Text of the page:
Before this time, it isn’t apparent what the Galileans believed religiously. If you will remember, their ancestors had abandoned the worship of God in the Jewish temple and instead worshiped those golden calves. Later, at least some of them adopted the worship of Phoenician gods. Just how much the worship of God in the old Jewish way remained is not known. However, by the time Jesus was born, the Jewish religion was followed in Galilee, even though at the time they were ruled by yet another conqueror, the Romans, through their client king, Herod. The family of Joseph, Jesus’ earthly father, was from Judah, specifically Bethlehem, but whether he was a first-generation Galilean or if his family had been there longer than that is not known.
All of the above to say: the Jews from Judea from the area around Jerusalem didn’t think very highly of the Galileans. These people were regarded as country bumpkins. Apparently they had a distinct accent, as indicated by the comment to Peter on the night of Jesus’ trial: “You also were with Jesus the Galilean … for your accent betrays you” (Matthew 26:73).
The chief priests and Pharisees obviously thought the idea of a prophet, let alone the Messiah, coming out of Galilee was ludicrous. They even scorned one of their own, Nicodemus, for thinking that this could be possible: “Are you from Galilee too? Search and see that no prophet arises from Galilee” (John 7:52).
It also seems that Nazareth, Jesus’ home village, was of a particularly poor reputation. Nathanael, one of Jesus’ apostles, was reported by John as saying, “Can anything good come out of Nazareth?” (John 1:46). In fact, it seems that Galilee was somewhat of a hotbed of rebellion. The book of Acts makes note that a certain Judas from Galilee had started a revolt there before he was killed and his followers were scattered. (See Acts 5:37.) The Romans had also brutally put down a rebellion there around the year Jesus was born, and destroyed Sepphoris, Galilee’s most important city, which was only a short distance from Nazareth.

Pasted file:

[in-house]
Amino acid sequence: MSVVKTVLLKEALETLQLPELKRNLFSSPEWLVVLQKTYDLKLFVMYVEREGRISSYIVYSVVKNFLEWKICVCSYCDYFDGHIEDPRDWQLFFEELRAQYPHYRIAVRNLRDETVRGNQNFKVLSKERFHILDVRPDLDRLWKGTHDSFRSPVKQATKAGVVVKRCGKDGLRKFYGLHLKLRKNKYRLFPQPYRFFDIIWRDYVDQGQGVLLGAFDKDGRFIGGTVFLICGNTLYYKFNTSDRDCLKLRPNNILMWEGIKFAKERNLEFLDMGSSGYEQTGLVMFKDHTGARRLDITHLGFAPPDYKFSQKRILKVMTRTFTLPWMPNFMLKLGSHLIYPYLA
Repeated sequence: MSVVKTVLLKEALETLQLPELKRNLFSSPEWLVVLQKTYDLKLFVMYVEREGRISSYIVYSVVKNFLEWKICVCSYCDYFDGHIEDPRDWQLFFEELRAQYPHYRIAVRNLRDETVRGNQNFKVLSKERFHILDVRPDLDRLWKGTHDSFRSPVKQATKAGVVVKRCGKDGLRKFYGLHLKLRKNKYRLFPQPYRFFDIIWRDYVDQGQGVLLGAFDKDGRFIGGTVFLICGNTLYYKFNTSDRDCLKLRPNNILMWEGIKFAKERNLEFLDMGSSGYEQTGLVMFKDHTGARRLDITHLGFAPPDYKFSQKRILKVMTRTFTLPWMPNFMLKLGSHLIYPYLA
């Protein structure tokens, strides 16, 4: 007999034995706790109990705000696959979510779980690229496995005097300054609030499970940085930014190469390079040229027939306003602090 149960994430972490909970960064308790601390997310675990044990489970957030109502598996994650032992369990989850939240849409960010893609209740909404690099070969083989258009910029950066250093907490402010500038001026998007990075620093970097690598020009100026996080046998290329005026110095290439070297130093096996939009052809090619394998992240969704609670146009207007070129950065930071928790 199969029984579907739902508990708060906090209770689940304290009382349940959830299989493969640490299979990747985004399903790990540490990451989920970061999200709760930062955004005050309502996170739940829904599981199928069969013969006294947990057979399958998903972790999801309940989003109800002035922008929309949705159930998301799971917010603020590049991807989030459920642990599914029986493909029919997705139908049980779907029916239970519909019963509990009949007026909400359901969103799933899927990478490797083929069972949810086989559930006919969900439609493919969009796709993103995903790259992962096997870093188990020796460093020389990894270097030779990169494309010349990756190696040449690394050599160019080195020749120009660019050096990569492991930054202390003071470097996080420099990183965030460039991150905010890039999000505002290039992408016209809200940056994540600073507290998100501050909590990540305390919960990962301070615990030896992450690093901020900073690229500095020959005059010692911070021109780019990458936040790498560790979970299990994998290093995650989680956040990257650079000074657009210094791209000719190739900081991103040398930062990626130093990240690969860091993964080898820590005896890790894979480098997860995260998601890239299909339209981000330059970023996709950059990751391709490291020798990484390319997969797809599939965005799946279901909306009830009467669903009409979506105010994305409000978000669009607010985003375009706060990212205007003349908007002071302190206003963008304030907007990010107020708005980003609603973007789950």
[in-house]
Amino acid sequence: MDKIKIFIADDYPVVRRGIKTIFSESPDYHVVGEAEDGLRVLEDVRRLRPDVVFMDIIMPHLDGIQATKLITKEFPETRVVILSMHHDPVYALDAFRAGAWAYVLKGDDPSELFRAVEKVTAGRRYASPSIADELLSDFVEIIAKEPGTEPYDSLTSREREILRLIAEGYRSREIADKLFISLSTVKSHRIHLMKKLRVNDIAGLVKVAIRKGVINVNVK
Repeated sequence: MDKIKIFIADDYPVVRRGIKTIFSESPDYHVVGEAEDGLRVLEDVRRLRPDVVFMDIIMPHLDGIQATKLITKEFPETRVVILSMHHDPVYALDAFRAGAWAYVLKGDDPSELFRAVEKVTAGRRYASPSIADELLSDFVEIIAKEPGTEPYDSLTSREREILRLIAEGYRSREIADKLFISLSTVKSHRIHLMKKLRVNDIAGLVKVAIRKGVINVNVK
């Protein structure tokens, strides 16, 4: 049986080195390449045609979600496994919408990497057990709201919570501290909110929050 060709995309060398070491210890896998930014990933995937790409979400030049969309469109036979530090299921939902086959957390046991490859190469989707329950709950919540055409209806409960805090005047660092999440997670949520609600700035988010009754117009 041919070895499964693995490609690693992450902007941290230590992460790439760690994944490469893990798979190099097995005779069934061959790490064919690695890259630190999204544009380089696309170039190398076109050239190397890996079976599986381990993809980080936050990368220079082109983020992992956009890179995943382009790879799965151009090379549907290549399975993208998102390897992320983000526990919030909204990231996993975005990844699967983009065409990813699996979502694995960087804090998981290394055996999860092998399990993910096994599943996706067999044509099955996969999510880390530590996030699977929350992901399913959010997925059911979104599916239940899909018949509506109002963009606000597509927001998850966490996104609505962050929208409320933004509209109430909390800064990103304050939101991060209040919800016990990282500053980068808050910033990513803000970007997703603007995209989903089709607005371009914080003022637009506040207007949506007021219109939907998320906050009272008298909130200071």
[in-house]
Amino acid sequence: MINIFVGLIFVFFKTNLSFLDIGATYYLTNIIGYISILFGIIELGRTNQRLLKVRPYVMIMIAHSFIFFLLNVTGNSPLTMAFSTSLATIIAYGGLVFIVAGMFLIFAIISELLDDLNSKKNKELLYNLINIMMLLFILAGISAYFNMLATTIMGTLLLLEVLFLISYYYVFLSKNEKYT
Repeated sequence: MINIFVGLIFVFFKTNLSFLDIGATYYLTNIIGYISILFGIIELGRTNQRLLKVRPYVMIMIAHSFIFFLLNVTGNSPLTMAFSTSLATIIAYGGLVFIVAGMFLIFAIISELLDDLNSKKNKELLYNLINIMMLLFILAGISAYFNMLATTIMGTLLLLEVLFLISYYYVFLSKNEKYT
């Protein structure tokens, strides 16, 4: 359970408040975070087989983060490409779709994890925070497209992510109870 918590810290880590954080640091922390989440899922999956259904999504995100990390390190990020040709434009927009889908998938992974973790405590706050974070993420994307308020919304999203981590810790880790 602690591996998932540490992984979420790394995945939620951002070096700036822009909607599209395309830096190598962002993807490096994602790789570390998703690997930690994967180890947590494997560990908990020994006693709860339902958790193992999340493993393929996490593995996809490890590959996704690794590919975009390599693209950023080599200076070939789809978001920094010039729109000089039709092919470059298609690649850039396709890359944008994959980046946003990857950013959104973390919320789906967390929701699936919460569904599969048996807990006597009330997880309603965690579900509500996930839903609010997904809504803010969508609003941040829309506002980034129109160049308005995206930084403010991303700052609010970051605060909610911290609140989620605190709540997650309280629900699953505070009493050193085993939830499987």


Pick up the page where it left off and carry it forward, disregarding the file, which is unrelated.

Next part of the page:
Most of Jesus’ ministry took place in Galilee and He only went from time to time to Judea. Jesus really was the God from Podunk. No wonder He got such a tough reception from many of the Jews. I am left to ponder sometimes if I would have been quick to embrace Him and His teachings if I had been around in those days. Try to picture yourself following some fellow with a provincial accent from the poorest part of your country.
But follow Him they did. And not just people from Galilee, but Jews from all over the Mediterranean world. Just 50 days after He had been ignominiously executed in Jerusalem, thousands of Jews who had gathered in Jerusalem to celebrate an important religious festival decided that this Galilean was not just a prophet but also the long-awaited Messiah, and eagerly embraced the fledgling Christian movement. Historians estimate that at this time Jerusalem had a population of about 60,000 people. So this mass conversion, followed by a similar one a few weeks later, amounted to about 13% of the population. What got into them?
The answer is that God got into them in a very significant way. The Christian movement was off to the races. And soon it was not only Jews, but the people from the myriad nations of the Roman Empire and beyond were embracing the belief in the God from Podunk.
It took a while, over 300 years, before it was acceptable, even preferable, to be a Christian in many quarters. Yet from what could arguably have been one of the most insignificant parts of the most troublesome province in the Roman world, a man, who preached for about three years and was executed in his thirties as a rebel, started a religion of love for God and others that is still with us today. And that God Man, Jesus, is still with us today, and He will be with us forever and we with Him. And when you think about all of this, it’s astonishing.
Adapted from a Just1Thing podcast, a Christian character-building resource for young people.